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Singapore Socialism Style Housing Bill Introduced for California

by Burk

We will surely be talking about this on Wednesday podcast, but check out this Singapore style socialism bill introduced by Assemblymembers Alex Lee (D-San Jose) and Buffy Wicks (D-Oakland) which aims to bring social housing after Singapore and Vienna to California.

Assemblymember Alex Lee Introduces Bill to Establish Social Housing

SACRAMENTO, CA – Assemblymember Alex Lee (D-San Jose) introduced AB 387 which would establish Social Housing to provide affordable housing for all Californians. Social Housing, inspired by successful models in Europe and Asia, will significantly address our housing crisis by developing homes for the social benefit of all Californians.

“Families are increasingly being priced out of the communities they’ve built and are leaving California for more affordable housing markets,” said Lee. “We have an opportunity to reshape how we view housing – not as a commodity, but as a fundamental human right. Social Housing is how we provide housing as a human right.”

“A safe and affordable place to live should be a right, not a privilege – and that certainly hasn’t been the case in California,” said Assemblymember Buffy Wicks (D-Oakland). “We need every tool in our toolbox to meet our affordable housing goals, especially as our state begins to recover from the impacts of the COVID-19 pandemic. This is an issue of housing justice, and it’s incumbent upon the legislature to create and support policies with human rights front of mind.”

Social housing programs, which have been successfully implemented in Vienna and in Singapore, offer a tried-and-true solution to the housing crisis. The State of California has rightly set ambitious housing targets to meet the dire need of its residents yet does not directly provide housing for the millions in need. Learning from successive models to create mixed-income, safe, and dignified housing for all strata of society, California can lead a national paradigm shift.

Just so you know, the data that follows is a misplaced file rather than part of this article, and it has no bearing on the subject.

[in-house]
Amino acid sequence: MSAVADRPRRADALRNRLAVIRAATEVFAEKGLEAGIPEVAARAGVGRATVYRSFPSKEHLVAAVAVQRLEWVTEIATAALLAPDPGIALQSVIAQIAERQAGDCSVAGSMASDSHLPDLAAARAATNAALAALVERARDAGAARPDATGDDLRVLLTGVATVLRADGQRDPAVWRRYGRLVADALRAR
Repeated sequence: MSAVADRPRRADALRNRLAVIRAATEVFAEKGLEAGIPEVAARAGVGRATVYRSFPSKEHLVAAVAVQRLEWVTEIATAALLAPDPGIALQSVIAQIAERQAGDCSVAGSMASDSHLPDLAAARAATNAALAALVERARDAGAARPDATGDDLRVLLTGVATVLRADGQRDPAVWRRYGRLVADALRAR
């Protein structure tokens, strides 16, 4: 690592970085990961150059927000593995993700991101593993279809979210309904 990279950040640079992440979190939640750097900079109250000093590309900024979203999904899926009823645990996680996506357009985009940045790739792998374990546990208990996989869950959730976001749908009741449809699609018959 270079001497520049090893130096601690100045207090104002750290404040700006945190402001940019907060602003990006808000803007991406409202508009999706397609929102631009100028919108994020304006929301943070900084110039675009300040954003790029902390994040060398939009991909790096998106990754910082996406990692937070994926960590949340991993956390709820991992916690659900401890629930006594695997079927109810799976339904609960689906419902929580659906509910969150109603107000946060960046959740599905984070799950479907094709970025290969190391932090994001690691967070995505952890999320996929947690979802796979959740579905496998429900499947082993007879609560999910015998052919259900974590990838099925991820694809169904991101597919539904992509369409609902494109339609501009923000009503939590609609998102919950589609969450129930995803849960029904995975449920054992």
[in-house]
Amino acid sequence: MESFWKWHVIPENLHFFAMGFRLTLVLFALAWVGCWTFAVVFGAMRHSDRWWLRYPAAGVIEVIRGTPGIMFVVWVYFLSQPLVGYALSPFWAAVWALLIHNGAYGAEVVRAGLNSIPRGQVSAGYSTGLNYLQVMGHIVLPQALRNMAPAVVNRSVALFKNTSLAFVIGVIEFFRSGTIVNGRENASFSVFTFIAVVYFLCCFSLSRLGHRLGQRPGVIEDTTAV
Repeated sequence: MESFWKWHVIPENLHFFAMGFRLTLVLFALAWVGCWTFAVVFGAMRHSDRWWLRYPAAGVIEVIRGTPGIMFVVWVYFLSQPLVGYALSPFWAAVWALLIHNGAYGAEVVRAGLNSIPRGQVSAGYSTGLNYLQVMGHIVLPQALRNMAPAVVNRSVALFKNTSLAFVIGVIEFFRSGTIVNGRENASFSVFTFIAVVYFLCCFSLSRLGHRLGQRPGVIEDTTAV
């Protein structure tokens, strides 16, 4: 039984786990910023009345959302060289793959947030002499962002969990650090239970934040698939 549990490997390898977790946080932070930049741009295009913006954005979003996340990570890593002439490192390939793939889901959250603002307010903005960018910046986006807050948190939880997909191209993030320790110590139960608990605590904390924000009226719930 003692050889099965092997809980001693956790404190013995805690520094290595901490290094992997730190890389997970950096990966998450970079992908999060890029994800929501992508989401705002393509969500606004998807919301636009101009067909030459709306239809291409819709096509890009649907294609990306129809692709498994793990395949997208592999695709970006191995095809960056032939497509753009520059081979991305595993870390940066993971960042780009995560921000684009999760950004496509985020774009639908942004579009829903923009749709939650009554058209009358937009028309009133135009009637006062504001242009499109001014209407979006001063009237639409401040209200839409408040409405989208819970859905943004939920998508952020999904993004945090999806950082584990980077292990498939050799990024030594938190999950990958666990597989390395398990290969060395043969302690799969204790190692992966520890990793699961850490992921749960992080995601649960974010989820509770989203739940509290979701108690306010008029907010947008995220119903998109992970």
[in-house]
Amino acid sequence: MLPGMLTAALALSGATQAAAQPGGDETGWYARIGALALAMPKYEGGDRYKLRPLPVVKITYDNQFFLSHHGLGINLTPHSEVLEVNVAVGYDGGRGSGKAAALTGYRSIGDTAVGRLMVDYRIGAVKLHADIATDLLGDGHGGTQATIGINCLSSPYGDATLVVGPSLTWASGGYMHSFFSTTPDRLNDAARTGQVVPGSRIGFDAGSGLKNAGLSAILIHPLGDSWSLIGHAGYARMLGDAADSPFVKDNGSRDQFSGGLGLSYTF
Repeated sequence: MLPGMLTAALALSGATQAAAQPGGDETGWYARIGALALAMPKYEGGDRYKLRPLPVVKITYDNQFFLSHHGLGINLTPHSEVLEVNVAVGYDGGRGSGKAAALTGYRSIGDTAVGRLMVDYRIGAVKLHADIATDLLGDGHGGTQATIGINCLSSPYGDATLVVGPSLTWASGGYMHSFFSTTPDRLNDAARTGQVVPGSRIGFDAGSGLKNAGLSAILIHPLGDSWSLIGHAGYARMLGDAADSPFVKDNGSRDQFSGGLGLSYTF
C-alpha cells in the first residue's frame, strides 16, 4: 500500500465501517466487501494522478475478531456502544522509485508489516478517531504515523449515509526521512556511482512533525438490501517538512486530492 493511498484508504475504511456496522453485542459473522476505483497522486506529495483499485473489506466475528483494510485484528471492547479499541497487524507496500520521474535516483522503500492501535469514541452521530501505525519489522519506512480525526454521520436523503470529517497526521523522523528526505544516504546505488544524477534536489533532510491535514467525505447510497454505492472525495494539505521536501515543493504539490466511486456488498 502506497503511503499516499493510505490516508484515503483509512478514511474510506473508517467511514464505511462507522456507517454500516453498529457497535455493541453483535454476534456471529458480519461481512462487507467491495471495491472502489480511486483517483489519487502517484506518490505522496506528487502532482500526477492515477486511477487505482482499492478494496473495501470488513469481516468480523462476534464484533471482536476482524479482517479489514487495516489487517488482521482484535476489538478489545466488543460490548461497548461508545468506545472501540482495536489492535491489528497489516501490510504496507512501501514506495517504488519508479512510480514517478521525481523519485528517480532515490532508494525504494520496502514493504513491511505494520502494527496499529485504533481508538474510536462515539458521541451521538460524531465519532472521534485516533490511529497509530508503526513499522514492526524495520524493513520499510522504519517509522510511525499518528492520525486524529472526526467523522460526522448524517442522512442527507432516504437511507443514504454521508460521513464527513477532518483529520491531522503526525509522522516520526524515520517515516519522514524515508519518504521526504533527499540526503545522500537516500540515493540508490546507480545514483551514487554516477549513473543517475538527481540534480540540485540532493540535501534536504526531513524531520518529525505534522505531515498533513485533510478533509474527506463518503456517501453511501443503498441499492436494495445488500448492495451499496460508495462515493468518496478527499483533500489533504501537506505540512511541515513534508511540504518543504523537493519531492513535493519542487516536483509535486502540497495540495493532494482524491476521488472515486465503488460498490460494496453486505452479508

In Vienna and Singapore, 62% and 87% of its citizens respectively reside in public social housing. With the ultimate goal of housing as many people as possible of all incomes, social housing programs invest in affordable living costs and maintenance of properties. As a contrast to private developers, without an inherent need to turn a profit, investments can be made into maintenance of the buildings, grounds, and upgrades.

The mortgages offered by Singapore’s Housing and Development Board (HDB) have monthly payments that are significantly lower than private rents. This has resulted in a homeownership rate of 91 percent despite severe land constraint. HDB properties cater to a range of population from lower income to upper-middle-income households.

“If we want California to be an equal land of opportunity, we must do everything in our power to keep the housing affordable in this state,” said Lee.

According to a 2015 California Housing Budget and Policy Center study, in California, more than four in ten households had unaffordable housing costs (which is defined as exceeding 30 percent of household income). More than one in five households statewide faced severe housing cost burdens, spending more than half of their income toward housing expenses.

Concurrently, California has now been experiencing an extended and increasing housing shortage for nearly 50 years. In 2018, California ranked 49th among the United States in housing units per resident.

“With stay-at-home orders and social distancing guidelines, the pandemic has underscored the importance of access to safe, stable, and affordable housing,” said Lee. “Affordable housing will play a critical role in our economic recovery and moving toward a more equitable California for all.”

Editors Note:

According to the bill, this bill would declare the intent of the Legislature to subsequently amend this bill to include provisions that would enact the Social Housing Act of 2021 to establish the California Housing Authority for the purpose of developing mixed-income rental and limited equity homeownership housing and mixed-use developments to address the shortage of affordable homes for low and moderate-income households.

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